Barentsburg Ahoy!

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Svalbard has many names. ‘Svalbard,’ roughly translating to “cold shores,” was first mentioned in Norse (Viking) reports, though they aren’t sure if they specifically meant that land mass or Greenland. But the Dutchman Willem Barentsz gave it the name Spitsbergen (“pointy mountains”) when he landed upon it in 1596.

As our boat bobbed up and down in the rolling waves of Isfjorden, I peered out the steamy window, not much more than a porthole. Our guide, a quirky tatooed girl with a shock of blonde hair falling in her face, told us the story of Willem Barentsz.

“He wrote back home that in this bay there were so many whales, you could walk from one side to another on their backs.”

Arctic Fossil-hunting

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When Svalbard was young and verdant, he left his home below the equator to go explore the northern seas. He made his way past other floating continents, and then he met Greenland, and things did not go well. He left a piece of his heart with her, and she a particularly jagged, pointy piece of hers with him. He subsequently traveled almost as far north as a continent could get, but his youth and lush beauty didn’t last. The leafy ferns and trees that had thrived in his hometown began to wither in the cold, and eventually they turned to stone, covered with blankets of silt and soil and then ice and snow, until they were hidden from view. Then the icy chill receded, as did the snow, and the rocky remnants began tumbling down the mountainside, just south of Longyearbyen.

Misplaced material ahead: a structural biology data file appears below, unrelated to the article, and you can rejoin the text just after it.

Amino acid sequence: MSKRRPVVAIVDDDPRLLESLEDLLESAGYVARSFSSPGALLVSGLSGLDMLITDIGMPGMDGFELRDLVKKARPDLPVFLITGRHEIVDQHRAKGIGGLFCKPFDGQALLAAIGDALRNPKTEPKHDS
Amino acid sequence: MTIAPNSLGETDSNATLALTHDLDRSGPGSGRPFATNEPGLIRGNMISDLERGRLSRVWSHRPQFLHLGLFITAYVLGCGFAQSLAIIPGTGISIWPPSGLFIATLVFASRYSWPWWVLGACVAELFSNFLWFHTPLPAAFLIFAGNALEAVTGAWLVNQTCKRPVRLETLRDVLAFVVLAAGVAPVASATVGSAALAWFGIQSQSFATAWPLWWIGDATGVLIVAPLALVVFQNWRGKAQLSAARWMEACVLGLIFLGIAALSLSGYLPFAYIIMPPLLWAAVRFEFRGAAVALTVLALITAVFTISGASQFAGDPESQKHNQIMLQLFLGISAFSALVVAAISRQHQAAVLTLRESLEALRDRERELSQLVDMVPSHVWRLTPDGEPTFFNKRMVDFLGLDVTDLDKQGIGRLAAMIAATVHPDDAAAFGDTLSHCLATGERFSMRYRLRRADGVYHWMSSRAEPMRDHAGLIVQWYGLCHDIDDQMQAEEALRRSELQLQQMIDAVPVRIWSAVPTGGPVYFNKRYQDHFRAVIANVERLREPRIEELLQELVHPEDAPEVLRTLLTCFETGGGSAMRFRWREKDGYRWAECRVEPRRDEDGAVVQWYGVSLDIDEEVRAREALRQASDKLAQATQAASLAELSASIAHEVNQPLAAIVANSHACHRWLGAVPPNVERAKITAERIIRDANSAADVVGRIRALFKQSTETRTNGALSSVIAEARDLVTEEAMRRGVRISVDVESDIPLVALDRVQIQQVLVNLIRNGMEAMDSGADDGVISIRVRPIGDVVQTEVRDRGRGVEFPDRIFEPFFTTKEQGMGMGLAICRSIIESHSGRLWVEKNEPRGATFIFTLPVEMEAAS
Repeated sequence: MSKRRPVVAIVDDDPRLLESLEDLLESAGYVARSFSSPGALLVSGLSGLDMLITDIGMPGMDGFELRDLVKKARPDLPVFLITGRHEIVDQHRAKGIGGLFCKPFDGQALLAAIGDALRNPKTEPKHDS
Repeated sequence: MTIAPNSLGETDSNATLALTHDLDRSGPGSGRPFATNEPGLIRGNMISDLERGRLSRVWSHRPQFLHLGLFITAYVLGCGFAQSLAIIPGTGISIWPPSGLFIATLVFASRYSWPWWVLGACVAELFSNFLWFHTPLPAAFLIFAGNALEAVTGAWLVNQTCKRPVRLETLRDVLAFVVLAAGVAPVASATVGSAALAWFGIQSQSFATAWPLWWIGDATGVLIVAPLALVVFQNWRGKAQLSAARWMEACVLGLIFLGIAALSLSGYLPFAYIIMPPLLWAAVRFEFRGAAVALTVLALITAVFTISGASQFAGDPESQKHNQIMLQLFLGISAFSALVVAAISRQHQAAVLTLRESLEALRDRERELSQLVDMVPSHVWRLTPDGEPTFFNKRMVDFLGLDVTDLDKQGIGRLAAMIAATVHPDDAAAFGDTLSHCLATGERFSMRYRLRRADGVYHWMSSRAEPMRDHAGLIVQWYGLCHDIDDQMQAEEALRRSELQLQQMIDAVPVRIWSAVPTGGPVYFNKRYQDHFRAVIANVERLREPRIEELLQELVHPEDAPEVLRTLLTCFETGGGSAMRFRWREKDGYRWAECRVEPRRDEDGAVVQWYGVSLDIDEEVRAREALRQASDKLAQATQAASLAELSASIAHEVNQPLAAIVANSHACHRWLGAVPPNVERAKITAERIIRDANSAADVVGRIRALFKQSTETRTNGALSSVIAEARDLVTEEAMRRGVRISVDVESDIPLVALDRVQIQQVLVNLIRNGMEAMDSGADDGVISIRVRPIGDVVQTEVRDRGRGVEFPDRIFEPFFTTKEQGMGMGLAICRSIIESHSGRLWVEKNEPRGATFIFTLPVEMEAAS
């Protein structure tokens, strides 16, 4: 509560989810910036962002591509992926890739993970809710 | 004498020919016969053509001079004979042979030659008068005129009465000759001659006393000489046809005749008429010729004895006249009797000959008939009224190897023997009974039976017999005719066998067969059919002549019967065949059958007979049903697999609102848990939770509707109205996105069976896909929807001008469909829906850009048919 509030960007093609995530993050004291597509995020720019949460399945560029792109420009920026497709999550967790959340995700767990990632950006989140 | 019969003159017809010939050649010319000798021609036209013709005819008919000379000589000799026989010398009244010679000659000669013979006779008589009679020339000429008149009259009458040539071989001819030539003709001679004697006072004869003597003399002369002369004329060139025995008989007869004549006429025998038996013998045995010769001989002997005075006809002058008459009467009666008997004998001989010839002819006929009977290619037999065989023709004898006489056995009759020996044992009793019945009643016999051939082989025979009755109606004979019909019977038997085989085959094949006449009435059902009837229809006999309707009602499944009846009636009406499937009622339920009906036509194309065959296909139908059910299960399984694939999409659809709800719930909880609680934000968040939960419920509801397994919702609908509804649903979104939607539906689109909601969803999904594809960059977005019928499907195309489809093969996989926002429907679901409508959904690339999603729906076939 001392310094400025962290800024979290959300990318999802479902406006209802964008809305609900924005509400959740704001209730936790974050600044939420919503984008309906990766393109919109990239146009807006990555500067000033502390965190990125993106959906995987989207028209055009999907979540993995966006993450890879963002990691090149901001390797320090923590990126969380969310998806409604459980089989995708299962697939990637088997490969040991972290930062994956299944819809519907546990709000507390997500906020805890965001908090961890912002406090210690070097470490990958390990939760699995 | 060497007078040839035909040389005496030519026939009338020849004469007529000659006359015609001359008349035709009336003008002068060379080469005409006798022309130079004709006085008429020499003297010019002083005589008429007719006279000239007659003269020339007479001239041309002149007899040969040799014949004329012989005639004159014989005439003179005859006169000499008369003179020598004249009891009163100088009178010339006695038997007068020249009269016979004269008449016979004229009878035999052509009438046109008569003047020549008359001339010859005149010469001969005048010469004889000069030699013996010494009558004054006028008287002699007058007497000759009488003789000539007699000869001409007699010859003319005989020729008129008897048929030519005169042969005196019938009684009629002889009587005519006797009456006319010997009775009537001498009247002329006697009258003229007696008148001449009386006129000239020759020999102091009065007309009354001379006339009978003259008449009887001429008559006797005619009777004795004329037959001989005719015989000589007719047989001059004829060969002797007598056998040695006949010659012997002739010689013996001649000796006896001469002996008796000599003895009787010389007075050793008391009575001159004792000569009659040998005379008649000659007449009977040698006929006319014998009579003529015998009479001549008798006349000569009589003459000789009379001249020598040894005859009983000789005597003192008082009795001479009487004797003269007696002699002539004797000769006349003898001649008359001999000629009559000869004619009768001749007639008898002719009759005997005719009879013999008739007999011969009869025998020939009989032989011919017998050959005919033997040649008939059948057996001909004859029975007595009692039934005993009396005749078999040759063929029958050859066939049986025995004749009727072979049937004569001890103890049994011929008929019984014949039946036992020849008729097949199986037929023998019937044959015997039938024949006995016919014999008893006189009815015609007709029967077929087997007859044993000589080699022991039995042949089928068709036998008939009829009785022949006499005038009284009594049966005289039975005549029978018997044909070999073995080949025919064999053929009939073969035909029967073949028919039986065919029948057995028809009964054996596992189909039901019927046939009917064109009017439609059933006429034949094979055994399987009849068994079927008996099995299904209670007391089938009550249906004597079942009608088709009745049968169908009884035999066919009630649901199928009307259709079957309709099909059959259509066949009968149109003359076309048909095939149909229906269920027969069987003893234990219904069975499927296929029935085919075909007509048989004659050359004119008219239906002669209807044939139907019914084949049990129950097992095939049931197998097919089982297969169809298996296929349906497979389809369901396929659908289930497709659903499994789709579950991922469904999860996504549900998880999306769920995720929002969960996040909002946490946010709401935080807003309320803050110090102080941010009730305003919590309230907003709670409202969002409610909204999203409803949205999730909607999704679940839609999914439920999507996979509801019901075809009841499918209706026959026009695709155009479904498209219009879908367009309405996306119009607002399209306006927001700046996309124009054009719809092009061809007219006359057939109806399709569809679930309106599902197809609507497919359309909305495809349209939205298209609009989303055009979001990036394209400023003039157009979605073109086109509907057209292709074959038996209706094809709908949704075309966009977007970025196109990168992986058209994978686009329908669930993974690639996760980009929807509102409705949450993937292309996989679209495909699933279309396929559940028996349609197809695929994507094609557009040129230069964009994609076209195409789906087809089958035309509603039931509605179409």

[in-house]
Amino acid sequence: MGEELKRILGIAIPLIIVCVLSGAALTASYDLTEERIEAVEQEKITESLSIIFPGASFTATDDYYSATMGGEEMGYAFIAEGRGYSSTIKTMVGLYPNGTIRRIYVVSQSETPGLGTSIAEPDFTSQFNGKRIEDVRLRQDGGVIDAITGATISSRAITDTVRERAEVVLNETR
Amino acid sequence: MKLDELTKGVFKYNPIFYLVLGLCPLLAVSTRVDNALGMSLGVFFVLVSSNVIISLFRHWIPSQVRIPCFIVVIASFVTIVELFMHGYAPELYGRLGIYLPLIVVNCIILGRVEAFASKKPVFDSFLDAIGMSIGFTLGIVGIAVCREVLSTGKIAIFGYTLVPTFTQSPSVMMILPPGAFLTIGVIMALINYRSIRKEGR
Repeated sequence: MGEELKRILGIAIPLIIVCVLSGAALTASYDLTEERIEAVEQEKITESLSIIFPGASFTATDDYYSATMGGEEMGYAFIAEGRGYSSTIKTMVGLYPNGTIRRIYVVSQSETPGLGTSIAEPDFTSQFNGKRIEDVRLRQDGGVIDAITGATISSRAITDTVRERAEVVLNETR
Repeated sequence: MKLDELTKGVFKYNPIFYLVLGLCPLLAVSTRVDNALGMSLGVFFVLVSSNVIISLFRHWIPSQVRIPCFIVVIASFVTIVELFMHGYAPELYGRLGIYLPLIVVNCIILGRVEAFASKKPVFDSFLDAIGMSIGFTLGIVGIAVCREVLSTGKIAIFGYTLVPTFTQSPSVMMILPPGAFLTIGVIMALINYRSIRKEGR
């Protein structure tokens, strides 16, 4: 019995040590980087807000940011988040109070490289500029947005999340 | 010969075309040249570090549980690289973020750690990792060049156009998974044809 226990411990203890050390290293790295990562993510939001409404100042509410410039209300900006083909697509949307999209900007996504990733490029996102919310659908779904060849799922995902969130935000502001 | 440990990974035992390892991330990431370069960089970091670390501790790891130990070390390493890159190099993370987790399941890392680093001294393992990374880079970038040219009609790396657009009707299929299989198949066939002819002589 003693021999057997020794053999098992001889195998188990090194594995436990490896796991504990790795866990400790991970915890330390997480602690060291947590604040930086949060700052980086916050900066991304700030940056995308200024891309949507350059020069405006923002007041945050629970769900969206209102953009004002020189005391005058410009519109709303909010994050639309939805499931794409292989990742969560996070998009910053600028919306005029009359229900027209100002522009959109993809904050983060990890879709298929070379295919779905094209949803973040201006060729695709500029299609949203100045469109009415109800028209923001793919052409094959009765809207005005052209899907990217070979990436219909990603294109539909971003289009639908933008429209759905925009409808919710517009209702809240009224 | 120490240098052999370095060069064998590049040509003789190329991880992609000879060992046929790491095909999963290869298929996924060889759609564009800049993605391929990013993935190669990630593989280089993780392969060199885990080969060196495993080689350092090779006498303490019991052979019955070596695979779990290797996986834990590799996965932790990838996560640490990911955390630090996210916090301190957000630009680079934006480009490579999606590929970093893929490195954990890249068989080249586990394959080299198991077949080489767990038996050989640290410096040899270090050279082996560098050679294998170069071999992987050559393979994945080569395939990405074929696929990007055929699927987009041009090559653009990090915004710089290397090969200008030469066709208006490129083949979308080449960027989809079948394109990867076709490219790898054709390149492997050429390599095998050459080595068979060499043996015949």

78 North

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From the top of Platåberget, Longyearbyen looks small. In the late summer evening fog, a few lights are on, but the sun won’t “set” for at least a few more hours. The bare, greenish hills and mountains close in around the village, and we can hear the ships horns and a helicopter somewhere, but the only vehicles we can spot are a few trucks and beater cars far below us.

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